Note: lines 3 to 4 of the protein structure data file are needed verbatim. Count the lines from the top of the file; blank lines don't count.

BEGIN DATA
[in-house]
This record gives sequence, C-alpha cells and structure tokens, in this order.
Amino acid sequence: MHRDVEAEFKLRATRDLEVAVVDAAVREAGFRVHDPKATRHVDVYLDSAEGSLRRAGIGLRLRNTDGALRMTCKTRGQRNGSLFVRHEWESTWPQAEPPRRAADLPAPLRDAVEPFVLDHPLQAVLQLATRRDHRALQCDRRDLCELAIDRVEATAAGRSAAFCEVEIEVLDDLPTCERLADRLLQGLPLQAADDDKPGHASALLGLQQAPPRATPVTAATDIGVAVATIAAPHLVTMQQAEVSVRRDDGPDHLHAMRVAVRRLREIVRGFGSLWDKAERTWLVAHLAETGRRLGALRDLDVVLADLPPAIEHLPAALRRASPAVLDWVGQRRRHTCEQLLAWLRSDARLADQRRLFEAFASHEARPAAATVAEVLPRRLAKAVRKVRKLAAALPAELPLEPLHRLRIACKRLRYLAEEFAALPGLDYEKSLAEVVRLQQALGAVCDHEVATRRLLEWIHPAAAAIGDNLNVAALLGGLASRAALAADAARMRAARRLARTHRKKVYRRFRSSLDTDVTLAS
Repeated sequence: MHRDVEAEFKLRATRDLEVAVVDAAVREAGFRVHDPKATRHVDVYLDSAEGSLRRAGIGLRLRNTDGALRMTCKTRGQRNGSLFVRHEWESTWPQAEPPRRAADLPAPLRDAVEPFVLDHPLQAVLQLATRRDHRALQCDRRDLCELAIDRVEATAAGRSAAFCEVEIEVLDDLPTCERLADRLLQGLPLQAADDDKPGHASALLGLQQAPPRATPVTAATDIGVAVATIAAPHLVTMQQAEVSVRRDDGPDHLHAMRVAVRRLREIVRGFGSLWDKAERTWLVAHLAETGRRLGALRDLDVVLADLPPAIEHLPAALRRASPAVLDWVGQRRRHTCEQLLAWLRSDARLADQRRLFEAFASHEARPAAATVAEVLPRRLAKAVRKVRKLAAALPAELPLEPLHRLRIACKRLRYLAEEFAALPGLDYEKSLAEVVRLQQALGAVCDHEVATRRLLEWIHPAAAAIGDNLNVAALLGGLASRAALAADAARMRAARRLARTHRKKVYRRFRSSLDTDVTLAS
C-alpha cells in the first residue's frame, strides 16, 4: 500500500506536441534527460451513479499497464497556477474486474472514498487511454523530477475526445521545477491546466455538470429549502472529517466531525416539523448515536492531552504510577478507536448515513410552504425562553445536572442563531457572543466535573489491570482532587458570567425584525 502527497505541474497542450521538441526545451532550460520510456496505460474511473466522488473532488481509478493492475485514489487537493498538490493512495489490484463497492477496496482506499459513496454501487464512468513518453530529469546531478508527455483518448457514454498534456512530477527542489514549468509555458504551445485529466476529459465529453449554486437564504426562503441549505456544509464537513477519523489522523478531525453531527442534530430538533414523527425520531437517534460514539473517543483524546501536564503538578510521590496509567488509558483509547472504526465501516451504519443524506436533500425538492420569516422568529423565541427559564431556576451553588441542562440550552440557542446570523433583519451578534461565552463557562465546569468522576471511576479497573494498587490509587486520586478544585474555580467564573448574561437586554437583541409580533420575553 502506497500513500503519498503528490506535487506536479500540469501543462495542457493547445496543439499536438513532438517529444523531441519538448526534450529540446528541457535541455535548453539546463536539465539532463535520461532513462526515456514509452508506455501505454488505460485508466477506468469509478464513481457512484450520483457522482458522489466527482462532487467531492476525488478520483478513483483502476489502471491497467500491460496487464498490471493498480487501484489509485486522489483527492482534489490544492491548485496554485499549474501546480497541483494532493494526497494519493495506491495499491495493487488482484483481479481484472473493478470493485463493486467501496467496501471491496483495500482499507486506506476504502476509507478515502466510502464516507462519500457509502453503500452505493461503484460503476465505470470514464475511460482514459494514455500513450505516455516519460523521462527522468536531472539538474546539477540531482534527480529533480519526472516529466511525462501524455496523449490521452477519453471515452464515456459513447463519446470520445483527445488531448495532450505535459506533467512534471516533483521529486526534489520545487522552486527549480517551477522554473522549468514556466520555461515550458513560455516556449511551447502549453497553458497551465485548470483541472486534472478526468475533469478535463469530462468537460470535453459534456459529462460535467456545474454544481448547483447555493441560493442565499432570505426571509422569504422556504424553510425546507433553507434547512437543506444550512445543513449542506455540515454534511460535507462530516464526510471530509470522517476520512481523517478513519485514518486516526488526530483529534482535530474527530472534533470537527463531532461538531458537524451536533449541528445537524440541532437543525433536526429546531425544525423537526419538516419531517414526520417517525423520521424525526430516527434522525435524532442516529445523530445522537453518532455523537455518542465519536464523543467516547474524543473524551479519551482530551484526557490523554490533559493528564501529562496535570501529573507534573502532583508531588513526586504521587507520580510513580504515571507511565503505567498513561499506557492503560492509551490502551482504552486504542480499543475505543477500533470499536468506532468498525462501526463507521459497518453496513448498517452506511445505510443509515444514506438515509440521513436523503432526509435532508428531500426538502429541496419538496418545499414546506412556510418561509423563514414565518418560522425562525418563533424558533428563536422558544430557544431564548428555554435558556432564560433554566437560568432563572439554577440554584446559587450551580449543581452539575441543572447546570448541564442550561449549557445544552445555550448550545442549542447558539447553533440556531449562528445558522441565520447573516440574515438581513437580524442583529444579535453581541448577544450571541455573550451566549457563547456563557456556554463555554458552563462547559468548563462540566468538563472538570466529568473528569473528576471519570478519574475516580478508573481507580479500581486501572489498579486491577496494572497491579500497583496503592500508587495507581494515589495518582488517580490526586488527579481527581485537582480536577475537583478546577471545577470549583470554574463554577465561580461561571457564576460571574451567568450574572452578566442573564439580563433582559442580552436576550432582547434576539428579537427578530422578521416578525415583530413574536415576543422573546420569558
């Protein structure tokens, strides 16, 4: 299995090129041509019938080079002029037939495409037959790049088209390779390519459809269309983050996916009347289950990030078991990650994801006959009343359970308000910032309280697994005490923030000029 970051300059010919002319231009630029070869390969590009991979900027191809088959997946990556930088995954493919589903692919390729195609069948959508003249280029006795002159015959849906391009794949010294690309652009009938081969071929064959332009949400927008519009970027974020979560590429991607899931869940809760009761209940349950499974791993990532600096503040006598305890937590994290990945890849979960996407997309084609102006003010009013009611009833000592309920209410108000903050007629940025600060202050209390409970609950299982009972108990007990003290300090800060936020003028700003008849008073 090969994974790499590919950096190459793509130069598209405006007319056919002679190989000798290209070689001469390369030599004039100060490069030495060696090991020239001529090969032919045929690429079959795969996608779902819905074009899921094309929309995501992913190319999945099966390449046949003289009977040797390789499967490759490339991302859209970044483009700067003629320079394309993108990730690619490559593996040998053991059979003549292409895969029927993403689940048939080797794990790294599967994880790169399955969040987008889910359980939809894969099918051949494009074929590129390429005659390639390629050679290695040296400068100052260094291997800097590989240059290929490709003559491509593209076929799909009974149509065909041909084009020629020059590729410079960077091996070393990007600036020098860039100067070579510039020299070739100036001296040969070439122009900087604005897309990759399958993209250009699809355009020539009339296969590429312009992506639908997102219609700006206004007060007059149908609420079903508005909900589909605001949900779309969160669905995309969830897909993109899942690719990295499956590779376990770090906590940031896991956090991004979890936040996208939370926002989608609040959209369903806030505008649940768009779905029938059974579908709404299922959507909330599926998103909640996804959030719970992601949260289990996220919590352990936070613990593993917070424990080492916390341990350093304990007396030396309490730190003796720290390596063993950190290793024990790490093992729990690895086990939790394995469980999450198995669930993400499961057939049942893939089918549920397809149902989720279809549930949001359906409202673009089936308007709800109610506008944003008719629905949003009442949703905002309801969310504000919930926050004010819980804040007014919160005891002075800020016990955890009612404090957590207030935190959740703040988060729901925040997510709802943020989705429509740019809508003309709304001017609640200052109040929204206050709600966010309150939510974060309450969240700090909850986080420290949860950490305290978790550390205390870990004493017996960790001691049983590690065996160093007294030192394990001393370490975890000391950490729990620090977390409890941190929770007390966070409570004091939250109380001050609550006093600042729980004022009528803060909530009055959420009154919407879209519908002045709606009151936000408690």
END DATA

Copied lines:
Amino acid sequence: MHRDVEAEFKLRATRDLEVAVVDAAVREAGFRVHDPKATRHVDVYLDSAEGSLRRAGIGLRLRNTDGALRMTCKTRGQRNGSLFVRHEWESTWPQAEPPRRAADLPAPLRDAVEPFVLDHPLQAVLQLATRRDHRALQCDRRDLCELAIDRVEATAAGRSAAFCEVEIEVLDDLPTCERLADRLLQGLPLQAADDDKPGHASALLGLQQAPPRATPVTAATDIGVAVATIAAPHLVTMQQAEVSVRRDDGPDHLHAMRVAVRRLREIVRGFGSLWDKAERTWLVAHLAETGRRLGALRDLDVVLADLPPAIEHLPAALRRASPAVLDWVGQRRRHTCEQLLAWLRSDARLADQRRLFEAFASHEARPAAATVAEVLPRRLAKAVRKVRKLAAALPAELPLEPLHRLRIACKRLRYLAEEFAALPGLDYEKSLAEVVRLQQALGAVCDHEVATRRLLEWIHPAAAAIGDNLNVAALLGGLASRAALAADAARMRAARRLARTHRKKVYRRFRSSLDTDVTLAS
Repeated sequence: MHRDVEAEFKLRATRDLEVAVVDAAVREAGFRVHDPKATRHVDVYLDSAEGSLRRAGIGLRLRNTDGALRMTCKTRGQRNGSLFVRHEWESTWPQAEPPRRAADLPAPLRDAVEPFVLDHPLQAVLQLATRRDHRALQCDRRDLCELAIDRVEATAAGRSAAFCEVEIEVLDDLPTCERLADRLLQGLPLQAADDDKPGHASALLGLQQAPPRATPVTAATDIGVAVATIAAPHLVTMQQAEVSVRRDDGPDHLHAMRVAVRRLREIVRGFGSLWDKAERTWLVAHLAETGRRLGALRDLDVVLADLPPAIEHLPAALRRASPAVLDWVGQRRRHTCEQLLAWLRSDARLADQRRLFEAFASHEARPAAATVAEVLPRRLAKAVRKVRKLAAALPAELPLEPLHRLRIACKRLRYLAEEFAALPGLDYEKSLAEVVRLQQALGAVCDHEVATRRLLEWIHPAAAAIGDNLNVAALLGGLASRAALAADAARMRAARRLARTHRKKVYRRFRSSLDTDVTLAS